9:18 am – Tori chooses an activity from the language shelf. She takes this activity to a table. This activity includes a set of objects that go with a book. Tori doesn’t open the book, but works with all the objects, looking at them, stacking them. She is purposeful.

    9:26 am – Tori restores the language activity and chooses a more challenging activity – a set of “goes-together” puzzle pieces. She returns to the same table

    9:33 am – Tori returns the puzzle activity to the shelf – however to a different shelf, she stays at that shelf restoring a lid to another activity, moving a few things around to make room.

    9:35 am – Tori heads over to the Practical Life area – she moves a bucket that was sitting in the dishwashing tub, restored it to the shelf. The guide is there, she assists her a bit. (this is Tori’s internal sense of order developing) – everything in the classroom has a place.

    9:38 am – Tori asks to use the restroom – an assistant teacher turns on the bathroom light and Tori uses the toilet and washes her hands

    9:42 am – With assistance from the assistant teacher, Tori chooses “handwashing”. The Handwashing Activity has many steps. I can tell Tori has had a lesson with this work. She confidently fills the pitcher with water, moves through the steps to wash her hands in the basin.

    She then cleaned up her spills with the classroom mop. The assistant teacher stays near her, only helping when necessary.

    9:55 am – Tori wanders by the snack table, there is a spot available, however she chooses to just pour herself a drink of water, have her drink and dispose of the cup. I am thinking that she hasn’t developed the confidence to independently sit down and have a snack. This will come in time. Not to worry, lunch is soon.

    9:58 am – Tori is wandering around the Practical Life area, watching other children work

    10:00 am – Tori moved back to the look-at table with the labyrinth, this time on her own. She sits at the table and works to move the marble around the labyrinth with the long stick.

    Tori is singing to herself.

    10:18 am – Tori has chosen a language activity – Bead Stringing.

    10:24 am – The beads have fallen off the string and are all over the floor.

    Rather than pick up the beads, Tori starts to clap her hands and stomp feet in a rhythm. It is not loud and does not disturb anyone. I was further away at the moment, so I was out of hearing range, but suspect she was also singing. The guide passed by and asked Tori if she needed help to pick up the beads.

    Tori didn’t respond, but started picking up the beads and then returned the bead stringing activity to the shelf.

    All morning, the “soap grating” activity had been in use. The jar of grated soap was filling up. Every time the soap grating activity was returned to the shelf, someone quickly took it out.

    10:25 am to 10:38 am – Tori’s patience had paid off; the Soap Grating activity was on the shelf. Tori grated the bar of soap. This is fantastic work to develop the muscles in the hand to hold a pencil. Not to mention, developing her concentration and coordination.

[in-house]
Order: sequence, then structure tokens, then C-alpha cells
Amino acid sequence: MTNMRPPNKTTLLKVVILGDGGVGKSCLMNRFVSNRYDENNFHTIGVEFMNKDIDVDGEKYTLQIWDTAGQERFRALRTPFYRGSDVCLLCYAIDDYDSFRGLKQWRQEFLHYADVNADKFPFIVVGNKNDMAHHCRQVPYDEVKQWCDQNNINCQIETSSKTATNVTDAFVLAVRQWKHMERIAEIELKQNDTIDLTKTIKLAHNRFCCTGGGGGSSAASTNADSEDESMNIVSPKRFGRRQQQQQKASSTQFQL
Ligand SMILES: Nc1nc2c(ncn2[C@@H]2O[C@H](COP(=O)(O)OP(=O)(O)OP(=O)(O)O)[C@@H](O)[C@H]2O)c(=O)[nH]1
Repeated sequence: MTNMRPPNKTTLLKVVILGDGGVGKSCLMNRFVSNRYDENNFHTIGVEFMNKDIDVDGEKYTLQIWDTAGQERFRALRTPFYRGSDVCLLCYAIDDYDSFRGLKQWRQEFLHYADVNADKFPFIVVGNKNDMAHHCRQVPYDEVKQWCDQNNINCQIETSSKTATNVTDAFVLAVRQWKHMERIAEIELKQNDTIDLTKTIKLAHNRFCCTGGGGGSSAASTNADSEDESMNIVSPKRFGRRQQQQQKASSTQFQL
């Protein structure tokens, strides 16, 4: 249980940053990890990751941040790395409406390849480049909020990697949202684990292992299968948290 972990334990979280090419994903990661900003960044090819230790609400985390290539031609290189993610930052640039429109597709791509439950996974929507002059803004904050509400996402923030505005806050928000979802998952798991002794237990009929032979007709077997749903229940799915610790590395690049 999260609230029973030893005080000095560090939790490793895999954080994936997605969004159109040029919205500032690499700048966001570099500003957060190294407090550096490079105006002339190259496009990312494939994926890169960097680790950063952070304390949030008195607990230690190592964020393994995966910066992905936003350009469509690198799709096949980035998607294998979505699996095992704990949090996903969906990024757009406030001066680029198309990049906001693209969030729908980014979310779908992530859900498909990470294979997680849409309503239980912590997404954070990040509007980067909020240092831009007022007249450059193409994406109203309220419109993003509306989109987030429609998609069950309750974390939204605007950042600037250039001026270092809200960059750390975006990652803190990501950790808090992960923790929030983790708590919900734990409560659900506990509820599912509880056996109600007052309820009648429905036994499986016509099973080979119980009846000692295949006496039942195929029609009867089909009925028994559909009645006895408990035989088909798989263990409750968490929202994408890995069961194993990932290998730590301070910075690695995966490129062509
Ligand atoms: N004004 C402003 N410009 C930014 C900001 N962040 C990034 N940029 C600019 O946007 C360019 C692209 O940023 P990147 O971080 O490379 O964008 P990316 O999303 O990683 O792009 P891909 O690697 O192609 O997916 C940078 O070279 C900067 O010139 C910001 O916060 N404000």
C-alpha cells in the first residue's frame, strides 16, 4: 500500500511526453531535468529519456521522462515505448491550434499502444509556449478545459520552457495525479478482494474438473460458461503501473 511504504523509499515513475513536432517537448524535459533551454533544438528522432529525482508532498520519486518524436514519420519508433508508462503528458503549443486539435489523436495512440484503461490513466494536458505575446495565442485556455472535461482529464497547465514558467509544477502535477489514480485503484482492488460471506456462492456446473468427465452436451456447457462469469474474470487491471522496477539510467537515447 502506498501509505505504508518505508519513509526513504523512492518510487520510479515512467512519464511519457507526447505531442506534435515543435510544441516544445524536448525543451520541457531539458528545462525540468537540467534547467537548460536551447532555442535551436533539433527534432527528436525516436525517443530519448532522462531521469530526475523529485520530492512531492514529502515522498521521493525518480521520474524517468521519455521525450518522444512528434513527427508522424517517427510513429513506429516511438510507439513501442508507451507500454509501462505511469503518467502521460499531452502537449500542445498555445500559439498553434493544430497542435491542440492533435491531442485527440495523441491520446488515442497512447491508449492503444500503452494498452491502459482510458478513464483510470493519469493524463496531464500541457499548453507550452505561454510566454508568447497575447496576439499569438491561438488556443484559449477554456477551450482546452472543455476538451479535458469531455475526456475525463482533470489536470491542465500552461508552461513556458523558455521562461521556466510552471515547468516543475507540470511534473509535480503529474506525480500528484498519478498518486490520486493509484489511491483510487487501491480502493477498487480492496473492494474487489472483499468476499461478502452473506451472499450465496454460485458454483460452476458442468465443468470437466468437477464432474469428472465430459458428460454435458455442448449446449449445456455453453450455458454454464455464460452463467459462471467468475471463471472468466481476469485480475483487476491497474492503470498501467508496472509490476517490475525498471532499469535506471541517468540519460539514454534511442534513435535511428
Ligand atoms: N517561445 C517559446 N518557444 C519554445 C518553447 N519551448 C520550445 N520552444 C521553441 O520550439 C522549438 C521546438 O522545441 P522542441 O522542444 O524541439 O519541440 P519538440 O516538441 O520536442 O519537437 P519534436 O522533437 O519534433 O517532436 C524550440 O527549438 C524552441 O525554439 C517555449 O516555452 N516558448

I found myself wanting to grate the soap. It is an extremely attractive activity.

    10:40 am – Tori took out the clothes pinning activity and sat at the same table she grated the soap.

    10:42 am – Tori is moving around classroom, dancing, and singing to herself

    10:43 am – Tori sat at a work rug with another friend and asked the friend “can I work with you?”. The friend, who had the Trinomial Cube out, said no. It took Tori a few moments to accept this answer.

    The guide noticed that Tori had some grated soap on her forehead. Not wanting Tori to get soap in her eyes, the guide took her to the bathroom and helped her wash the soap from her forehead.

    10:53 am – Tori started to cry; I think she did get some soap in her eyes. After a moment, the guide asked her if she would like a tissue and a drink of water. Tori agreed, and followed the guide to the tissue box, took a tissue and wiped her face, then got a drink of water, threw cup in trash.

    10:57 am – Tori took out the sponge squeezing with a garlic press activity. She sat at a table with this work.

    11:00 am – Tori joined the rug area where the older children were working with the guide. They had math and language – word building and addition out. Tori chose the Trinomial Cube. This activity is an upper piece of material. Tori waited and the guide began the lesson with her. Tori stayed with this work until clean up time.

    11:10 am – The work period would wrap up at 11:15 am, I was speaking with the guide for a few minutes.

    11:15 am came and we both noticed that there were 7 to 8 children on the line, they were beginning the “walk the line” activity. The guide had smooth jazz playing softly in the background. Typically, the change from the “work period” music to the” walk the line” music would cue the children to put away their work and join the line. However, because of the consistency, the fostering of independence and the confidence of these children, they know exactly when to transition, they just naturally began the transition from work to the line. For the adults in the classroom, this was a magical moment.

    11:15 am – Tori restored the Trinomial Cube and rolled her rug. She joined the older friends on the line.


    I have used Tori, a 3-year-old child new to the environment, new to the school. It is mid-September and our school year just started.

    The prepared Montessori classroom environment is designed to allow children to very easily engage with the classroom materials and start on the road to independence. This is a very typical day for a 3-year-old in our classroom community. Tori had 2.5 hours of freedom of movement, to be herself, to take care of her needs. Can you see how the child’s work is their play?

    In upcoming blogs, please stay tuned as I will also follow a 4-year-old and also a Kindergarten age child through the morning work period. Hopefully, this gives you a bit of a glance into our day.

    More on this Topic

    Montessori and Imaginative Play: Clearing the Confusion

    Montessori Pretend Play

    Montessori View on Pretend Play

    Next Blog

    The Montessori Work Cycle Continued